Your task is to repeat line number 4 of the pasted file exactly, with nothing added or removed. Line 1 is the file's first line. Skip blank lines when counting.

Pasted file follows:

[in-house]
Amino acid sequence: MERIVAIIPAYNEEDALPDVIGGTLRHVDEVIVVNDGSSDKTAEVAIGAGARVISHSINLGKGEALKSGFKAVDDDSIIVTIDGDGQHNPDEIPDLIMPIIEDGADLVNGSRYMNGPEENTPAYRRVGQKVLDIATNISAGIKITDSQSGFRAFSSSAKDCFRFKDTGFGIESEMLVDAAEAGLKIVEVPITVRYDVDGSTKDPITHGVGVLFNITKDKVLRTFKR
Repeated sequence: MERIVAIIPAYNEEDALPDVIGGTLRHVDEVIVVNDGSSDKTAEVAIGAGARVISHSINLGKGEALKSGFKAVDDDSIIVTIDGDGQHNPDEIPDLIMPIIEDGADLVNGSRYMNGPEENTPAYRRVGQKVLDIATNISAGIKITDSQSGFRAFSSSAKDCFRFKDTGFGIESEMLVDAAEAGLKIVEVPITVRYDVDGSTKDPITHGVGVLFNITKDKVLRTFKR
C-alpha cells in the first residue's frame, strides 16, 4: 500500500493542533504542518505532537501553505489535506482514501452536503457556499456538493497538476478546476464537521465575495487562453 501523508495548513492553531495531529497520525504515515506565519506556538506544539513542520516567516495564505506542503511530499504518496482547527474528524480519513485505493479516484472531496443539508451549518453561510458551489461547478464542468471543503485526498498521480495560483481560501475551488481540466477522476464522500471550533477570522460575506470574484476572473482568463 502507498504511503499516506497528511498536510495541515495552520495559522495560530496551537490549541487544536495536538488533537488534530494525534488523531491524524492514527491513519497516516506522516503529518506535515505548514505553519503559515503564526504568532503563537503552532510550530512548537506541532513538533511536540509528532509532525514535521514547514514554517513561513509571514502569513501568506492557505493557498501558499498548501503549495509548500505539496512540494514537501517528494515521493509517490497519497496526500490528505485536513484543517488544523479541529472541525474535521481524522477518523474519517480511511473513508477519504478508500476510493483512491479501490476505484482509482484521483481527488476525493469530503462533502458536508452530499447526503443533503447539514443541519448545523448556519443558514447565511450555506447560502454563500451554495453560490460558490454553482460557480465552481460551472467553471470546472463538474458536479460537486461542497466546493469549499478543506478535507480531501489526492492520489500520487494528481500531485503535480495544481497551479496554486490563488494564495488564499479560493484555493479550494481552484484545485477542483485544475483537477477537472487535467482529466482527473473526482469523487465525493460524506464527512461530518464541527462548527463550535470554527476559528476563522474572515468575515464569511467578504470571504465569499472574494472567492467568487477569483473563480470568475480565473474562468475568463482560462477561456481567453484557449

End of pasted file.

C-alpha cells in the first residue's frame, strides 16, 4: 500500500493542533504542518505532537501553505489535506482514501452536503457556499456538493497538476478546476464537521465575495487562453 501523508495548513492553531495531529497520525504515515506565519506556538506544539513542520516567516495564505506542503511530499504518496482547527474528524480519513485505493479516484472531496443539508451549518453561510458551489461547478464542468471543503485526498498521480495560483481560501475551488481540466477522476464522500471550533477570522460575506470574484476572473482568463 502507498504511503499516506497528511498536510495541515495552520495559522495560530496551537490549541487544536495536538488533537488534530494525534488523531491524524492514527491513519497516516506522516503529518506535515505548514505553519503559515503564526504568532503563537503552532510550530512548537506541532513538533511536540509528532509532525514535521514547514514554517513561513509571514502569513501568506492557505493557498501558499498548501503549495509548500505539496512540494514537501517528494515521493509517490497519497496526500490528505485536513484543517488544523479541529472541525474535521481524522477518523474519517480511511473513508477519504478508500476510493483512491479501490476505484482509482484521483481527488476525493469530503462533502458536508452530499447526503443533503447539514443541519448545523448556519443558514447565511450555506447560502454563500451554495453560490460558490454553482460557480465552481460551472467553471470546472463538474458536479460537486461542497466546493469549499478543506478535507480531501489526492492520489500520487494528481500531485503535480495544481497551479496554486490563488494564495488564499479560493484555493479550494481552484484545485477542483485544475483537477477537472487535467482529466482527473473526482469523487465525493460524506464527512461530518464541527462548527463550535470554527476559528476563522474572515468575515464569511467578504470571504465569499472574494472567492467568487477569483473563480470568475480565473474562468475568463482560462477561456481567453484557449